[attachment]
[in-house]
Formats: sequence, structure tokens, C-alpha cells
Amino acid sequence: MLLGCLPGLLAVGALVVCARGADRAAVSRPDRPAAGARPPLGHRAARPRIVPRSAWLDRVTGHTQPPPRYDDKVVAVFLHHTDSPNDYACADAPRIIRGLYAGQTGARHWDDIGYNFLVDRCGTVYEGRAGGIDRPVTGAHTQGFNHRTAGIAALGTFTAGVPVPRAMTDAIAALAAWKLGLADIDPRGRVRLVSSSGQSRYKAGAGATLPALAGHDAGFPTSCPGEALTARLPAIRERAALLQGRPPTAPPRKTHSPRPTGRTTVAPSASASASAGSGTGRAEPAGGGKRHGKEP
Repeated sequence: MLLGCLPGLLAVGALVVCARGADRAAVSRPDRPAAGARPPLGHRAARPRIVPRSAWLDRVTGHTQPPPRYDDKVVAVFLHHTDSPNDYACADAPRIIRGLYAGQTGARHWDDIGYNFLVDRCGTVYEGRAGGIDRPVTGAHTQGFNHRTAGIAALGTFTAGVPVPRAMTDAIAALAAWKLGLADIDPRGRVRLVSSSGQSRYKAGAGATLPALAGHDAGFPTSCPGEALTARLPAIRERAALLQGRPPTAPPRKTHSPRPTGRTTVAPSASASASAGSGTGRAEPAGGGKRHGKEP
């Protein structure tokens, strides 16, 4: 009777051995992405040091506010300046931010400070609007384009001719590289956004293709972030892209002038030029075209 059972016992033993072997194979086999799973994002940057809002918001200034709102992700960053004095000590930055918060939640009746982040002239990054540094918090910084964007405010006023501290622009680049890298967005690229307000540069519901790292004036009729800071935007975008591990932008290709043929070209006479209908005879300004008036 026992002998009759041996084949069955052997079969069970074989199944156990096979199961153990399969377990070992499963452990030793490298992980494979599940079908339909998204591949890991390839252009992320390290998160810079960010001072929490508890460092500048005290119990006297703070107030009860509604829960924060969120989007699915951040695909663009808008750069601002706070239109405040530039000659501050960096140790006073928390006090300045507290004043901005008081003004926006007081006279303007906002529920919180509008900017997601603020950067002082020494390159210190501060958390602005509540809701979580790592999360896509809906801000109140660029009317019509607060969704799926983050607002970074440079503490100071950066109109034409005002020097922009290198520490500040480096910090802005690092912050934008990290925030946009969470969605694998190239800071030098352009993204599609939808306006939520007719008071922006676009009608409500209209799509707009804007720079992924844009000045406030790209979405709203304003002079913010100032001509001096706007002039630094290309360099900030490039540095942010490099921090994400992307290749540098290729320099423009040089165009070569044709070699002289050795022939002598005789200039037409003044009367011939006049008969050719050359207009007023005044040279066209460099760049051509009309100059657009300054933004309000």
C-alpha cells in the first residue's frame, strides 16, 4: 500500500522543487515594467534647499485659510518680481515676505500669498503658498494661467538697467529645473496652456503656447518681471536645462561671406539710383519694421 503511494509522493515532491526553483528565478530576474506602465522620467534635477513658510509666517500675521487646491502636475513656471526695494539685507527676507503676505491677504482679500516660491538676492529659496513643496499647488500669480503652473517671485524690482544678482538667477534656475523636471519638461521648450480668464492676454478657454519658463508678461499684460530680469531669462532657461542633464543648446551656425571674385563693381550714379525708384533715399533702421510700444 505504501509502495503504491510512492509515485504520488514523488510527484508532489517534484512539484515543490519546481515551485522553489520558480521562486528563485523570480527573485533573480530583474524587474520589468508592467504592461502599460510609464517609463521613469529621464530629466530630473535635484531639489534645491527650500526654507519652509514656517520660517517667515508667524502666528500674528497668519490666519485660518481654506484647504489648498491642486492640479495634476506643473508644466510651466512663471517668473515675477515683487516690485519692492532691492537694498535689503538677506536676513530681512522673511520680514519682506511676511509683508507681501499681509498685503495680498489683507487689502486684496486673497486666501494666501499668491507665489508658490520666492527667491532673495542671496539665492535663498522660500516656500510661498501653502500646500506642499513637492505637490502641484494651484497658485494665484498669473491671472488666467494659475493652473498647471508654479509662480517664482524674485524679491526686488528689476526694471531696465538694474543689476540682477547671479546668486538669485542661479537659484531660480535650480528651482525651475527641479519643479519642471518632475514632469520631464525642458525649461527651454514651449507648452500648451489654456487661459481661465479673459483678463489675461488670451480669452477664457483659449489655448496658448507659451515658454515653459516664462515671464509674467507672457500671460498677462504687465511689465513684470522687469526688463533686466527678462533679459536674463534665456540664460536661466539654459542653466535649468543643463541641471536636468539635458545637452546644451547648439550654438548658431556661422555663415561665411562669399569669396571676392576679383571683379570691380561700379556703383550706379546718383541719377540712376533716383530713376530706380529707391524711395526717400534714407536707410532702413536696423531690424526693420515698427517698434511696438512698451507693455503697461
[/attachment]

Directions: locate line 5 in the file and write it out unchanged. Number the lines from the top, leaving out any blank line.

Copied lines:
């Protein structure tokens, strides 16, 4: 009777051995992405040091506010300046931010400070609007384009001719590289956004293709972030892209002038030029075209 059972016992033993072997194979086999799973994002940057809002918001200034709102992700960053004095000590930055918060939640009746982040002239990054540094918090910084964007405010006023501290622009680049890298967005690229307000540069519901790292004036009729800071935007975008591990932008290709043929070209006479209908005879300004008036 026992002998009759041996084949069955052997079969069970074989199944156990096979199961153990399969377990070992499963452990030793490298992980494979599940079908339909998204591949890991390839252009992320390290998160810079960010001072929490508890460092500048005290119990006297703070107030009860509604829960924060969120989007699915951040695909663009808008750069601002706070239109405040530039000659501050960096140790006073928390006090300045507290004043901005008081003004926006007081006279303007906002529920919180509008900017997601603020950067002082020494390159210190501060958390602005509540809701979580790592999360896509809906801000109140660029009317019509607060969704799926983050607002970074440079503490100071950066109109034409005002020097922009290198520490500040480096910090802005690092912050934008990290925030946009969470969605694998190239800071030098352009993204599609939808306006939520007719008071922006676009009608409500209209799509707009804007720079992924844009000045406030790209979405709203304003002079913010100032001509001096706007002039630094290309360099900030490039540095942010490099921090994400992307290749540098290729320099423009040089165009070569044709070699002289050795022939002598005789200039037409003044009367011939006049008969050719050359207009007023005044040279066209460099760049051509009309100059657009300054933004309000």